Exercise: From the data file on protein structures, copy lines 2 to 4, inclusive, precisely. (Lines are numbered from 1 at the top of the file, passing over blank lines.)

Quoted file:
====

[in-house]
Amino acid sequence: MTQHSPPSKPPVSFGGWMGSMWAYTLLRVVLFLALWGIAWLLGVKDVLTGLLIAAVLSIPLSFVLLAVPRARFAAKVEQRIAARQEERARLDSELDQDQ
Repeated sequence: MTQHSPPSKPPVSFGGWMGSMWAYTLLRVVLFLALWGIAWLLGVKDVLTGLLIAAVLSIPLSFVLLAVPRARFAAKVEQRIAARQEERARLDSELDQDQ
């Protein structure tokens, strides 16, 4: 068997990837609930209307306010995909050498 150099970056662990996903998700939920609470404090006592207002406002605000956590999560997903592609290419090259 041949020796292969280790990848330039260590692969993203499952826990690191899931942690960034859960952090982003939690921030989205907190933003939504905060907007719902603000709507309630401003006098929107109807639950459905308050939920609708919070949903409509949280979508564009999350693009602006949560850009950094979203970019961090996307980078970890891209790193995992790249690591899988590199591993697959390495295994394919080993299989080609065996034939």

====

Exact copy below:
Amino acid sequence: MTQHSPPSKPPVSFGGWMGSMWAYTLLRVVLFLALWGIAWLLGVKDVLTGLLIAAVLSIPLSFVLLAVPRARFAAKVEQRIAARQEERARLDSELDQDQ
Repeated sequence: MTQHSPPSKPPVSFGGWMGSMWAYTLLRVVLFLALWGIAWLLGVKDVLTGLLIAAVLSIPLSFVLLAVPRARFAAKVEQRIAARQEERARLDSELDQDQ
């Protein structure tokens, strides 16, 4: 068997990837609930209307306010995909050498 150099970056662990996903998700939920609470404090006592207002406002605000956590999560997903592609290419090259 041949020796292969280790990848330039260590692969993203499952826990690191899931942690960034859960952090982003939690921030989205907190933003939504905060907007719902603000709507309630401003006098929107109807639950459905308050939920609708919070949903409509949280979508564009999350693009602006949560850009950094979203970019961090996307980078970890891209790193995992790249690591899988590199591993697959390495295994394919080993299989080609065996034939």